It is a very tense and frightening time here in New York City and throughout the world as we confront the coronavirus pandemic. Yesterday it was announced the city will be in lockdown any only essential businesses and services can remain open. Moreover, a travel ban for everyone who is a non-essential worker is now in effect.

Therefore, I was more thankful than ever to have someone (pictured above) exempt from the travel ban and lockdown!

I truly welcomed the creature bob, bob, bobbin' along in my garden.

Saturday, March 21, 2020

A New Season Begins Today

I'm a bit behind in my posting here on Blogger, mostly due to preparations I have to make (just like everyone else) in light of the coronavirus pandemic. I'm hunkering down as much as possible and saw a disturbing sight from the vantage point of my garden yesterday: Someone had a fire going in their outdoor space and was leaving it unattended!

Tuesday, March 17, 2020

Another Surprise Visit Tuesday's Truths WK 167


Yesterday as part of due diligence re the authorities request for folks to stay in as much as possible in order to minimize the amount of people outside during this frightening Coronavirus spread, I was rewarded for my efforts as my garden was visited by a few bird varieties whom I could observe from my windows.

Monday, March 16, 2020

The Value of Silent Interaction


The day before yesterday I published a blog an entry that Mourning doves "got this" when it came to sitting still and waiting instead of getting caught up in busyness.

Today I'm following up on that thought by pointing out Mourning doves got this too: They also know the value of silent interaction as evidenced in the series of pictures (above) taken of them when they visited my garden.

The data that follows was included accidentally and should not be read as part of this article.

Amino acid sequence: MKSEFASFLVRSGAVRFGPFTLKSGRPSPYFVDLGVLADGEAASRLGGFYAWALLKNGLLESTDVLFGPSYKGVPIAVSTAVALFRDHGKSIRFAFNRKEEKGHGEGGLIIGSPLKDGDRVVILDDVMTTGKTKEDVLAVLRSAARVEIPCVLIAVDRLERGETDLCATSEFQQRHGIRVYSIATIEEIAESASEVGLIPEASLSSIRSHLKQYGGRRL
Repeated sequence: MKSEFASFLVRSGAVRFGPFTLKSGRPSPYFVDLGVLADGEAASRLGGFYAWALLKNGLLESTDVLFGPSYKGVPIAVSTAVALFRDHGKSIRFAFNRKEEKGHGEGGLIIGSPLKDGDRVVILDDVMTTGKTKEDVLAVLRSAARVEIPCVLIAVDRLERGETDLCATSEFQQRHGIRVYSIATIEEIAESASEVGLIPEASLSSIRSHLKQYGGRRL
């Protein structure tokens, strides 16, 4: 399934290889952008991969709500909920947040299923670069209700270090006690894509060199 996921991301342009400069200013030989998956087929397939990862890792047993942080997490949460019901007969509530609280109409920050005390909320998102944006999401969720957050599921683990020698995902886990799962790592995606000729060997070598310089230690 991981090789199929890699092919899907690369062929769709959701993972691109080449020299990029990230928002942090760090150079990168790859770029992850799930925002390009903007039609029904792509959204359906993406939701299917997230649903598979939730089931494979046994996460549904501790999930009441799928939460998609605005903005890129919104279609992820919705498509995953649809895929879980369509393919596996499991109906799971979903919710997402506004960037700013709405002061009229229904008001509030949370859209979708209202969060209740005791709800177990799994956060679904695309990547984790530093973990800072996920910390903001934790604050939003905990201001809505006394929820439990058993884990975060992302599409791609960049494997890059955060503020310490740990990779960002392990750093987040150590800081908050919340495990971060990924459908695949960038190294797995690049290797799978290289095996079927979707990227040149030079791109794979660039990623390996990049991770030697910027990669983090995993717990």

Sunday, March 15, 2020

The Ides of March 2020


Caesar did have warning signs re March 15's Ides Of March, but you know the story, dear reader...

And now on 2020's Ides of March, there are warning signs (precautions) I need to continue to heed re Coronavirus today and beyond, while remaining calm as well as mindful of the pleasantries I have.

Et tu, dear reader?

Saturday, March 14, 2020

Mourning doves got this!



I often come across words to this effect, "we need to learn -- and re-learn -- how to stop. How to just sit still once in a while."

I don't want to be presumptuous and assume "we" need this or that, but I know I need to learn how to just sit still once in a while, especially during my personally challenging times and the challenging times in our world today.

Mourning doves who visit my garden are teaching me to keep my mind still, they are truly valuable visitors.

Wednesday, March 11, 2020

Post Office Encounters Then & Now (Wednesday's Wisdom)

Every once in a while New Yorkers do hold together as evidenced in this essay by E.B. White (posted atop this entry) which was published just a little over 66 years ago on 3/6/1954.

I've read this piece over and over again and it came to my mind yesterday when I was at the post office where I'd gone to mail my submission of Imperfect Strangers,* which is something I mentioned in yesterday's Facebook entry.

My clerk, Connie, could not have been nicer or more accommodating and the same seemed true about her clerk-colleague who was sitting next to her.

Nonetheless, a woman on line began yelling at them, complaining she was in a hurry. No one verbally jumped to the defense of the postal clerks as is the case in White's essay, however, their silence seemed not to be due to a lack of empathy for the verbally attacked clerks, rather; it seemed to because of other things that are on people's minds these days; mainly the coronavirus.